Nikki Joly, a transgender activist, lost their house and five pets in a fire at their home in 2017. Now police have charged Joly with arson, stunning supporters.
Joly has been instrumental in LGBTQ visibility and action in the largely conservative town of Jackson, Michigan, facing down threats as he worked to organize the city’s first pride festival and pushing for an LGBTQ-inclusive anti-discrimination ordinance in Jackson.
He has also served as director of the Jackson Pride Center that he helped establish.
The local paper, the Jackson News had named Joly as their Citizen of the Year in 2017 due to all of his work on behalf of the LGBTQ community, but his visibility also made him the target of a lot of anger and hate from those opposed to LGBTQ rights.
When Joly’s home burned down in August of 2017, killing two German shepherds and three cats trapped inside and destroying the contents of the home. Gasoline had been splashed around the interior.
Supporters of Joly had raised $58,000 to help him and his wife, Chris Moore, get back on their feet.
Many assumed that the blaze may have been a reaction from local bigots.
Police initially suspected Robert Tulloch, a local man who had objected to the city approving the display of a rainbow flag a local park during the pride festival. Tulloch had written to the city manager and city council in opposition, telling them that allowing the flag to be flown, “is an in your face declaration of war and will be met with a violent response.”
Tulloch, however, was making a deposit at a local bank at the time of the fire.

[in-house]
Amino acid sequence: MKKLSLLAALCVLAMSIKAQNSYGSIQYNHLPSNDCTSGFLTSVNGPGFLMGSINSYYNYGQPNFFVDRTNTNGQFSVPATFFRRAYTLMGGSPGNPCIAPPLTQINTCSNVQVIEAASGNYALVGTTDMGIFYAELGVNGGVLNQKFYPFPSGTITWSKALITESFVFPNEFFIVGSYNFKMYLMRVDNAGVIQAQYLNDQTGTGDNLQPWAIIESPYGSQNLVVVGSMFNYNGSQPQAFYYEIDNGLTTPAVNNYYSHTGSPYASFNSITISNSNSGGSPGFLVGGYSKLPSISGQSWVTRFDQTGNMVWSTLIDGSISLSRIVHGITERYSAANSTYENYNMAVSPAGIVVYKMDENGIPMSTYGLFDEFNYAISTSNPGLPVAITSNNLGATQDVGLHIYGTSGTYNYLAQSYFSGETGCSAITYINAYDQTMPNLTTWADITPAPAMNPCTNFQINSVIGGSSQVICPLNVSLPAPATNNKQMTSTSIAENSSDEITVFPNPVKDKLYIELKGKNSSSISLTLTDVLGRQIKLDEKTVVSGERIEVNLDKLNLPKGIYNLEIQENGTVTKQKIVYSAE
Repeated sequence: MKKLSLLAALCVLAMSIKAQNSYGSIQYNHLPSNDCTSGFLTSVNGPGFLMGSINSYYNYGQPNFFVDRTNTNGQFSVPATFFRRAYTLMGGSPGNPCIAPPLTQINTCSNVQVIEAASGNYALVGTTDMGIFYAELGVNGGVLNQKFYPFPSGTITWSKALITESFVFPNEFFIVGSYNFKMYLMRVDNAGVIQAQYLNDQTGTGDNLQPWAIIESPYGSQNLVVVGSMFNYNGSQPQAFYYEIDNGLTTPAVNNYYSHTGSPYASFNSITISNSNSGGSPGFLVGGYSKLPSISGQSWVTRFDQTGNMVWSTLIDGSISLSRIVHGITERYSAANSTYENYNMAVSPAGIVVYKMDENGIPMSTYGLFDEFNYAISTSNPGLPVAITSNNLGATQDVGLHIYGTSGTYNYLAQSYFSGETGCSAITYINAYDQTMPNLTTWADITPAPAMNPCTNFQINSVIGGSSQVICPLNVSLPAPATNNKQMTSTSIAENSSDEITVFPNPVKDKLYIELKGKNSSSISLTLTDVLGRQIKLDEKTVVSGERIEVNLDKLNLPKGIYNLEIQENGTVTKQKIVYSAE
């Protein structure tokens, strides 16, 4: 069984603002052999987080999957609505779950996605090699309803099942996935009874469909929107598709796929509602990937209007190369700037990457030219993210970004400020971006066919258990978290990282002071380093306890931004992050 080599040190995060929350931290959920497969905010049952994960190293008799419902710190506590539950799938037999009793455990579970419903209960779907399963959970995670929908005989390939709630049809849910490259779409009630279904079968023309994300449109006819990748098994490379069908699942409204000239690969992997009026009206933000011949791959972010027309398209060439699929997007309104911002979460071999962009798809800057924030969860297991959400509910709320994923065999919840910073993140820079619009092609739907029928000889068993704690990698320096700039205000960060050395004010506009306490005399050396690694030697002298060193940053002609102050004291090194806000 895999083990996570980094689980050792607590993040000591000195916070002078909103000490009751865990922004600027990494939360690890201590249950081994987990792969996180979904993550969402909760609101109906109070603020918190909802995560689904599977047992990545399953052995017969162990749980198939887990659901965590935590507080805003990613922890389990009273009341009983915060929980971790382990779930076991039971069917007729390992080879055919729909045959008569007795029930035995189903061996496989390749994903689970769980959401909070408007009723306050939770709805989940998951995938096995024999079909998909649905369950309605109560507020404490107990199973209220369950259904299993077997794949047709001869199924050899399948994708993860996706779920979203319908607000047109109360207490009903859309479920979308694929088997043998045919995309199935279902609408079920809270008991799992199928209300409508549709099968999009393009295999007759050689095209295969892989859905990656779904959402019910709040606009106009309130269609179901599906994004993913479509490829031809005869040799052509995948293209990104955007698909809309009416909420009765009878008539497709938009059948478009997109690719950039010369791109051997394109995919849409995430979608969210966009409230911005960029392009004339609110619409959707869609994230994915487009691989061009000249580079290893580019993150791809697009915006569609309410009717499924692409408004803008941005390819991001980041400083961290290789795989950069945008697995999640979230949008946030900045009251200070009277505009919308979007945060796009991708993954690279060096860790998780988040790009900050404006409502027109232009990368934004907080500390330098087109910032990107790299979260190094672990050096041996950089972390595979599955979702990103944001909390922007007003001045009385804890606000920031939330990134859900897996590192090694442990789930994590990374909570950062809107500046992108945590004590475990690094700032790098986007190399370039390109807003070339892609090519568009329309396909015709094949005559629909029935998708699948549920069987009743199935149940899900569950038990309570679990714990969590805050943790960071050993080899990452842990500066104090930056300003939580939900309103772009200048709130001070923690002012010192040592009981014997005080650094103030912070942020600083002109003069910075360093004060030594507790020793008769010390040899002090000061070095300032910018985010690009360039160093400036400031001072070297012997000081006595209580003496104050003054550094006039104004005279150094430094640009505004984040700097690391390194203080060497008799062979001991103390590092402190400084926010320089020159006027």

Police turned their attention from Tulloch to the one person who had been at the house right around the time of the fire: Joly.
The morning of the fire, Joly had purchased $10 of gasoline from a local station. Joly said it was to power the lawnmower, but that it was too warm out to complete the job.
Joly left the house, but returned a few minutes later to retrieve his wife’s lunch. The fire was reported minutes after he left.
Police also found traces of gasoline on the clothing Joly was wearing the day of the fire.
The only thing that remains unclear is a motive. The house was insured, but it is not owned by Joly.
Joly was, however, in the process of buying the home from its owner through a land contract, putting $621.54 monthly towards a total $57,000 fee. Joly has previous ran behind on these fees, getting caught up via aid from St. John’s Church.
Police also speculate that Joly did it to build more attention to him and his battles for LGBTQ rights in the city, but supporters note that Joly was already well known and respected in Jackson.
Joly is charged with one felony count of first-degree arson, which is punishable by up to life in prison and/or a sizable cash fine.